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Welcome to the Ultimate Guide to Home Solar Panels in California

Solar Power in California

When it comes to dollars saved for every dollar spent, California is the best place in the country to go solar. The state has just the right mix of factors that make solar work for the average home: lots of sun, high electricity prices, great support from state government, and plenty of options for solar panel financing.

The good news doesn't stop there. The most populated areas of the state enjoy a temperate climate, meaning Californians don't use a ton of energy to heat and cool their homes. That means you can install a smaller solar panel system, which will generate more electricity than it would in a cloudier place. You probably have neighbors and friends who have gone solar and are already saving hundreds of dollars per year on their electric bill. You can save money with solar power in California, too!

If you go solar in California in 2020, you'll be signed up for "Net Energy Metering 2.0", aka NEM 2.0, a 20-year contract from your utility company that defines how much they'll pay you for your excess solar energy, and how much you'll have to pay every month to maintain a 2-way connection. We get more in-depth on what NEM 2.0 means in our section on net metering, below.

Why are some cloudy states better? Good solar policy matters! Lawmakers and regulators in some states have passed laws that support your right to own solar panels and save money! Check out the solar policy section below for more info on your state's solar laws.

California Solar Report Card

For 2020, California earns an A for its solar incentives and policy! The state may not have some of the rebates and tax credits that some other states do, but it doesn't need them, either! Electricity prices are high in California, and solar panels can wipe out most of your bill and pay off their cost in far less than 10 years.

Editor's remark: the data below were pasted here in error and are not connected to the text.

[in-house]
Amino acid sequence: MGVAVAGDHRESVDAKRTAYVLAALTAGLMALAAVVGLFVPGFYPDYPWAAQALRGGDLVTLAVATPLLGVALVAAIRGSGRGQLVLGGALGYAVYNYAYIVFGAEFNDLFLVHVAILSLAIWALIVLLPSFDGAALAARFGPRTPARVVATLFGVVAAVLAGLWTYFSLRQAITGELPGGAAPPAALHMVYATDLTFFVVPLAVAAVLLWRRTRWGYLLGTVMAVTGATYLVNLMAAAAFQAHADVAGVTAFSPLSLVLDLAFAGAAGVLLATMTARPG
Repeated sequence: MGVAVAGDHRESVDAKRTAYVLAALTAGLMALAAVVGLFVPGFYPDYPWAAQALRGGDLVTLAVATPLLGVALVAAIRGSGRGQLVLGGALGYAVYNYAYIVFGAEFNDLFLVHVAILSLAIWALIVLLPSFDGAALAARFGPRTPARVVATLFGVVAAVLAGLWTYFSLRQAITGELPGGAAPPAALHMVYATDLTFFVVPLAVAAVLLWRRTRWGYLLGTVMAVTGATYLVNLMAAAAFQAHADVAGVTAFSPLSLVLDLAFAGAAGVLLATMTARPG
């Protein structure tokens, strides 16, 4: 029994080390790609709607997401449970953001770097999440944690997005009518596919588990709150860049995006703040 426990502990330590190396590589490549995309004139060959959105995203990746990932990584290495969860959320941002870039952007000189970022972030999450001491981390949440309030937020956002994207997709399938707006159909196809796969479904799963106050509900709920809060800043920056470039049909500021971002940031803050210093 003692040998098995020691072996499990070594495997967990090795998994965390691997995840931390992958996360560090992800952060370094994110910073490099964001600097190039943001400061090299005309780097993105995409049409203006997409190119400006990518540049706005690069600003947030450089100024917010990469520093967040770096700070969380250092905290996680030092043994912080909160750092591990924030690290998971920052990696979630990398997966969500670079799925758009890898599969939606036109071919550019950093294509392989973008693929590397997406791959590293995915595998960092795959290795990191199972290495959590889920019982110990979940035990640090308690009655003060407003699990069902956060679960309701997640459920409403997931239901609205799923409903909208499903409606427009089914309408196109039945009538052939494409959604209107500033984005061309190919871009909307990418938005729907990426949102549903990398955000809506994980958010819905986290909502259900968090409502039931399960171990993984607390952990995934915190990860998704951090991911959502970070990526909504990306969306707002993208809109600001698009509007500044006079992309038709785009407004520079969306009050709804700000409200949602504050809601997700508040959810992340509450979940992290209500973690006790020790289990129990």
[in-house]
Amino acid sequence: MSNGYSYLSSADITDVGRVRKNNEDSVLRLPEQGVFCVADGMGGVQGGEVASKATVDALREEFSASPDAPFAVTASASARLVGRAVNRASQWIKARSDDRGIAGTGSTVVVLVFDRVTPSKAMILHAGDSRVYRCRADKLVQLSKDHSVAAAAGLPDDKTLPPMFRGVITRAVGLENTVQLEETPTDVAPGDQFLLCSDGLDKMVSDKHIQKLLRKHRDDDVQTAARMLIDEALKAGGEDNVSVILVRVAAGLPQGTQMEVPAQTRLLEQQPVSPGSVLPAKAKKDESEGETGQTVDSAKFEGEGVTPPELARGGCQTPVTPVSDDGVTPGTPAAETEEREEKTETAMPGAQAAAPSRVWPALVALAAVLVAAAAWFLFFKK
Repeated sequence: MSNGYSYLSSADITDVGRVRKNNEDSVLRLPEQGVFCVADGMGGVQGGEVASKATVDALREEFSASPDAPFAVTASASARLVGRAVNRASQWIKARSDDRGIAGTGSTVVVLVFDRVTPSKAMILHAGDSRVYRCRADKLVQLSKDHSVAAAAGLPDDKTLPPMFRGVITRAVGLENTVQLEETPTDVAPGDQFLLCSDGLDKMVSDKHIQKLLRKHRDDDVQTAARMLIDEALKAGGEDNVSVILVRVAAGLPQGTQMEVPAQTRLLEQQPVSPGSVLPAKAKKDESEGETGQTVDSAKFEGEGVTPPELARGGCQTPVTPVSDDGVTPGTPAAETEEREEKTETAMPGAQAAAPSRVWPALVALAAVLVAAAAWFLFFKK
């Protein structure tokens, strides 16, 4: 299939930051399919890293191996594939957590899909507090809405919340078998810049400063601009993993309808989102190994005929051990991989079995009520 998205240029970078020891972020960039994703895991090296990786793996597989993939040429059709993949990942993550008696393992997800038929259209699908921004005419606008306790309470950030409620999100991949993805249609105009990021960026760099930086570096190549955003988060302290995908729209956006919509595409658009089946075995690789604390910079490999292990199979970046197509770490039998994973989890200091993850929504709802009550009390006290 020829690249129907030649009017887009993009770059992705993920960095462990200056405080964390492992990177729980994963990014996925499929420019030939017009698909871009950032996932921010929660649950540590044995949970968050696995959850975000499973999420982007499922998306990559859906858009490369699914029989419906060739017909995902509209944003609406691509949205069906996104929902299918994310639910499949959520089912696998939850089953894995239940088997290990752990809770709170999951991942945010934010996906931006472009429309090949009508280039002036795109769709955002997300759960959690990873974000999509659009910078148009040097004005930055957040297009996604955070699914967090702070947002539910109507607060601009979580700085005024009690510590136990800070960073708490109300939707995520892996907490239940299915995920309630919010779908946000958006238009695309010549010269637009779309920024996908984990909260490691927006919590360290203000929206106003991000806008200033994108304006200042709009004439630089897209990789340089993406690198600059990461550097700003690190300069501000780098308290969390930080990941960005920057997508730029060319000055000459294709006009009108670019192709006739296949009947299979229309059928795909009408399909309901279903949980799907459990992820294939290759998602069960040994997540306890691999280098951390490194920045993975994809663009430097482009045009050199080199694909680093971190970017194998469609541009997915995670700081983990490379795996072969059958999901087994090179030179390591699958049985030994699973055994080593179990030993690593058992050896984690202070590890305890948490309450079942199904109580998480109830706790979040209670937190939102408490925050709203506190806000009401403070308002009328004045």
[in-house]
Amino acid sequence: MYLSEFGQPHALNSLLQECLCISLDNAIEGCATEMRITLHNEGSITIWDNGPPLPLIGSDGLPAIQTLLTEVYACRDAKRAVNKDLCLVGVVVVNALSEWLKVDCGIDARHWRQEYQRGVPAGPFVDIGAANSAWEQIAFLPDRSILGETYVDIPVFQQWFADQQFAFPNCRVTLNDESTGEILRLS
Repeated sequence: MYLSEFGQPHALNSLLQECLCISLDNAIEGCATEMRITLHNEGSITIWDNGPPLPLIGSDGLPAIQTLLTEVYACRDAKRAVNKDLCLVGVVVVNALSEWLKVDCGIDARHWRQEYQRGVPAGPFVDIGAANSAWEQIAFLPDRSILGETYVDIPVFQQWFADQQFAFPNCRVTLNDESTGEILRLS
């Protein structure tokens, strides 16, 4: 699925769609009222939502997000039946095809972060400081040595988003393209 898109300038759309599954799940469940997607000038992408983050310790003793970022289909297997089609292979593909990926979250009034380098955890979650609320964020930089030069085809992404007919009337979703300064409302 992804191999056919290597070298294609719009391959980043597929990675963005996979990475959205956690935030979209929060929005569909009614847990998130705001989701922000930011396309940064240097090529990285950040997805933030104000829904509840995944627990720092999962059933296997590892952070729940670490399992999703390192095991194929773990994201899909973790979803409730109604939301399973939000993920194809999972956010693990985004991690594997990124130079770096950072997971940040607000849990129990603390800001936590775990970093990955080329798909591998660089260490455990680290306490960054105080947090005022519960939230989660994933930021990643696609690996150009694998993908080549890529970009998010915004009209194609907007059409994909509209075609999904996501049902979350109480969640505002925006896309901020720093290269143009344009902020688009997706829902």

Generate an accurate online solar estimate for your home

California Solar Power Report Card

Every home is unique. Find out how much you can save with solar in California

Solar power installation cost, energy production and solar savings change from home to home. Therefore, generic information about solar panel installation cost and solar savings is of little use to homeowners considering solar. This is why we provide the estimator above because it takes all of the characteristics of your roof and location into account to provide you with a very accurate and personalized solar cost an savings estimate that is likely to be 95+% accurate.

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Are Solar Panels Worth it in California?

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The cost of NOT installing solar in California

The average homeowner in California is paying about $103 per month, or $1,236 per year for electricity right now. That money goes straight from your pocket to the utility company.

If you're going to be living in California for the next couple decades, you'll be paying a TON for electricity from the utility company. Seriously. California has the nation's 7th-highest electricity prices, and the cost has been growing faster here than almost anywhere else.

Now the utilities want everyone to shift to a new kind of billing called Time of Use (TOU), which costs you more when you use electricity during peak times like 3-8 pm. That means when you get home from work and turn on the oven, TV, air conditioner, etc, you are getting billed a TON! Adding solar panels to your home can ensure you're producing enough energy to offset your usage, and selling exta energy back to the grid to get credit you can use when the sun goes down.

The cost of your electricity over the next 25 years without solar:

*assumes average cost/kWh increase of 3.5% annually. Current cost is $0.19/kWh according to EIA data.


Don't believe us? Here's how it works:

  • $103 per month average bill * 12 months = $1,236
  • With average annual increases of 3.5%, year 2 cost is $1,279, year 3 is $1,323...
  • By 2044, we project your annual electric cost to be $2,821
  • Add up all 25 years' cost and you get $48,142

The savings possible with solar in California

Adding solar panels to your California home immediately begins to pay itself back. Under new rules called "Net Energy Metering 2.0," you earn credit for every kilowatt-hour your solar panels produce, whether you use it to power your home or send it to the grid. The credit you earn is applied to your bill and offsets your usage over the course of a year.

You'll still get a monthly minimum bill, for the connection fee and other small charges. At the end of each year, you get what's called a "true-up" statement, where the utility company totals up the electricity you used from the grid and the electricity your solar panels generated. If your panels generated less than you used, you pay the difference. If they generated more than you used, the utilty company will cut you a check with payment for the excess.

The cost of your electricity over the next 25 years with solar:

*assumes average cost/kWh increase of 3.5% annually. Current cost is $0.19/kWh according to EIA data.


Here's how you save with solar power:

  • The average 5.2-kW system costs about $16,640 to install
  • Then the savings begin. First, you earn a $4,326 Federal Solar Tax Credit
  • Over 25 years, your California solar panels will save you an estimated $57,538 on your electric bills